Tag Archives: collaborative requirements

Product Backlog Refinement in SCRUM

16 Jun

Within the Scrum Framework – there are numerous GASPs (Generally Accepted Scrum Practices). The following 4 meetings are all GASPs:

• Sprint Planning
• Daily Stand-up
• Show and Tell/Sprint Review
• Sprint Retrospective

There have been efforts to include a 5th meeting to the list of GASPs:

• Product Backlog Refinement (PBR session)

AIM OF THE PBR SESSION
The overall aim of this meeting is to manage the product inventory and ensure that the product backlog (i.e. anything outside of a Sprint) is up-to-date. This is done through the following PBR activities:

I) Refinement:
• Progressively breaking down large items (EPICs) into smaller items (features/use cases etc) that can be implemented in a single Sprint
• Grouping items based on commonality (technical delivery/product goal etc)
• Adding detail – such as acceptance criteria – to items in order to generate a common understanding

II) Estimation:
• Pre-Sprint, high-level estimation of items in the product backlog will facilitate delivery planning
• Methods include – story point estimation (e.g. planning poker on the Fibonacci sequence), t-shirt sizes, bucket estimation, blink estimation

III) Prioritisation:
• Items are prioritised according to business value (this is primarily identified by the Product Owner/stakeholders/user data)
• Items are independent as per the INVEST criteria – therefore the order of items on the product backlog leads to a prioritised Sprint backlog

IV) “Ready” state:
• Items are discussed – with issues/questions/actions being identified
• Agreement on what needs to be done in order to get items into “Ready for development”/”Ready for Sprint”

V) Communication:
• Team understands the bigger picture – i.e. the vision beyond the current Sprint

VI) Ideation:
• New, high-level user stories are discussed and added to the Product Backlog
• Bringing together members of the business and technical team to discuss ideation facilitates collaborative product development within a cross-functional team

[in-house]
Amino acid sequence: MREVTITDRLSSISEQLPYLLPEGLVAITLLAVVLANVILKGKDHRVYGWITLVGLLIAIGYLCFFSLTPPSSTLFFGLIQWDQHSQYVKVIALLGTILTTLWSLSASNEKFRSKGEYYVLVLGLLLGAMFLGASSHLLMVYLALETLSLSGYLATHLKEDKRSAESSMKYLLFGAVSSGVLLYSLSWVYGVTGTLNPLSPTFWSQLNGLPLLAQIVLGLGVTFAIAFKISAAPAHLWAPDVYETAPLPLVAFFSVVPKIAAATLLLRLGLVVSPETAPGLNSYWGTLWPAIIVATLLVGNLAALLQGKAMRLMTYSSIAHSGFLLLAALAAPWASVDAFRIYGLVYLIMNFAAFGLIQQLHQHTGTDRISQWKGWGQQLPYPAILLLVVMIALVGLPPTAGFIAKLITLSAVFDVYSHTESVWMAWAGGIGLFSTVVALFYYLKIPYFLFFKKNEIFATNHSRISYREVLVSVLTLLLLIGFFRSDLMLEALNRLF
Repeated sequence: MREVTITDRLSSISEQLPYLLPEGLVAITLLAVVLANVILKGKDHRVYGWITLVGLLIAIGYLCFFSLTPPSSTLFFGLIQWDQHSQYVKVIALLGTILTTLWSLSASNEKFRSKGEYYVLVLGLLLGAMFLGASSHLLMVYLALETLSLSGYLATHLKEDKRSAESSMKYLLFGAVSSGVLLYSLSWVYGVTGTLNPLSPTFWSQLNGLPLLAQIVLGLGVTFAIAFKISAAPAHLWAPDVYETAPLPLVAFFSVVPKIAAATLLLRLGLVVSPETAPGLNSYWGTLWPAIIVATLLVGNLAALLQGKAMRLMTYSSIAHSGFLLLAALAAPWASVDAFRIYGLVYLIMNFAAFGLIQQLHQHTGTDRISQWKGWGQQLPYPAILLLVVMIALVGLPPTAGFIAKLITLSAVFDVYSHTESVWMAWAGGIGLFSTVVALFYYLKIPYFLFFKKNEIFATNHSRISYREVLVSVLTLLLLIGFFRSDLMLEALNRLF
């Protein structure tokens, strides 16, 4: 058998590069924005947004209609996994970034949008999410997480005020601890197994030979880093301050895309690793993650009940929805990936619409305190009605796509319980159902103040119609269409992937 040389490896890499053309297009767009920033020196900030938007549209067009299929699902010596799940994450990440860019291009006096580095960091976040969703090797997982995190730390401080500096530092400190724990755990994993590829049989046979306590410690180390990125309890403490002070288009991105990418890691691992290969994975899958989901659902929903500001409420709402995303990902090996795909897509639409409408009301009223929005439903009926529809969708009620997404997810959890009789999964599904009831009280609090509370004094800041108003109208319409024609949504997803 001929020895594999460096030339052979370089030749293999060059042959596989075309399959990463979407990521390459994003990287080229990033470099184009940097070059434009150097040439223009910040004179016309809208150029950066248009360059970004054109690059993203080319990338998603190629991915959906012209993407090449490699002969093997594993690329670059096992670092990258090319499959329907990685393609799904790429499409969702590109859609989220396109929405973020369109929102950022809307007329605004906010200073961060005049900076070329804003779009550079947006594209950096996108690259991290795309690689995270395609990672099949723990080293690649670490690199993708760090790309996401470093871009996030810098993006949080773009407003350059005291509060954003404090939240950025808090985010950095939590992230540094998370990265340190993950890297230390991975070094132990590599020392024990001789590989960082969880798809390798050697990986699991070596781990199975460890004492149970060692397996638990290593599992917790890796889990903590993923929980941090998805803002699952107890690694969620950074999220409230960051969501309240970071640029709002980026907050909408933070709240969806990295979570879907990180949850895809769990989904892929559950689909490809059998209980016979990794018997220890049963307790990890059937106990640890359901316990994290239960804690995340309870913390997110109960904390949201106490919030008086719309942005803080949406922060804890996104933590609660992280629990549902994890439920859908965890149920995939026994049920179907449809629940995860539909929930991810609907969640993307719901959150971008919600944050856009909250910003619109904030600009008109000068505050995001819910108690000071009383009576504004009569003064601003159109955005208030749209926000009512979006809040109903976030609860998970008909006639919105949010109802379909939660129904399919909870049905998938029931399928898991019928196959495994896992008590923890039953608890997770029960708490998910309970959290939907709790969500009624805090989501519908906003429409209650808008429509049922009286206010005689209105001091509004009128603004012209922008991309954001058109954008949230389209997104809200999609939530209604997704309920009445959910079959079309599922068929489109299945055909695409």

GENERAL FORMAT OF THE PBR SESSION
I) Timing:
• Regular – product priorities/understandings are dynamic. The product backlog must therefore be responsive to change. It is recommended that PBR sessions are held every Sprint or 2
• Scheduled – Typically mid Sprint in order to avoid conflict with the Sprint Planning/Show and Tell/Retrospectives
• Duration – Timeboxed – typically to 1.5 – 2 hours

II) Participants:
• The Product Owner is primarily responsible for the Product Backlog. The Scrum Master is responsible for facilitation and the removal of obstacles. Attendance of both is therefore mandatory
• Team members – invited – however attendance is optional. Details of which stories will be discussed in the session should be provided in advance (this enables users to decide whether or not to attend)
• Small number of stakeholders can be invited to assist with prioritisation. Representation from both the business and technical team is preferred

III) Agenda:
• The entire product backlog is not discussed. Instead the agenda should cover items that are likely to come up in the next 3-4 Sprints
• The session should aim to achieve the following:
•• Agreement on story breakdown/high level definition
•• High-level estimation
•• Item prioritisation
•• Agreement on actions necessary to get items into a “Ready” state
•• Discussion of any new ideas
• At a high level – the aim of the PBR session is to ensure that items in the Product Backlog meet the DEEP criteria (Detailed Appropriately, Estimated, Emergent and Prioritised)

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Applying Agile principles to requirement analysis

23 May

Background

The Agile methodology originated within the software development industry. Since its inception in 2001 – Agile has expanded beyond an initial developer-centric community – to being embraced by multi-discipline teams working across numerous industries.

The antecedent of Agile within IT was the Waterfall methodology. The Waterfall framework consisted of a series of sequential, discrete phases – with each phase conveniently mapped to a role/responsibly:

Analysis Phase             -> Requirement Analysis (Business Analysts/Product Owners)

Design Phase                -> UX (Designers/Usability Experts)

Development Phase  -> Software Development (Developers)

Testing Phase               -> QA (Manual Testers and Developers in Test)

Delivery Phase             -> Release Management (Project Managers)

Due to the increasing popularity of Agile – requirement analysis has been encouraged to transition from being a stand-alone phase owned by BAs/POs – to become a project facet that can incorporate Agile principles.

In what ways can requirement analysis adopt Agile principles?

Collaborative requirement analysis

Prior to Agile – the practice of the development team being presented with an upfront, non-negotiable, detailed requirements document (BRD/functional specification etc) was common. With the advent of Agile – requirement analysis should no longer be restricted to the interaction between BAs/POs and the business – instead we should embrace collaborative requirement analysis: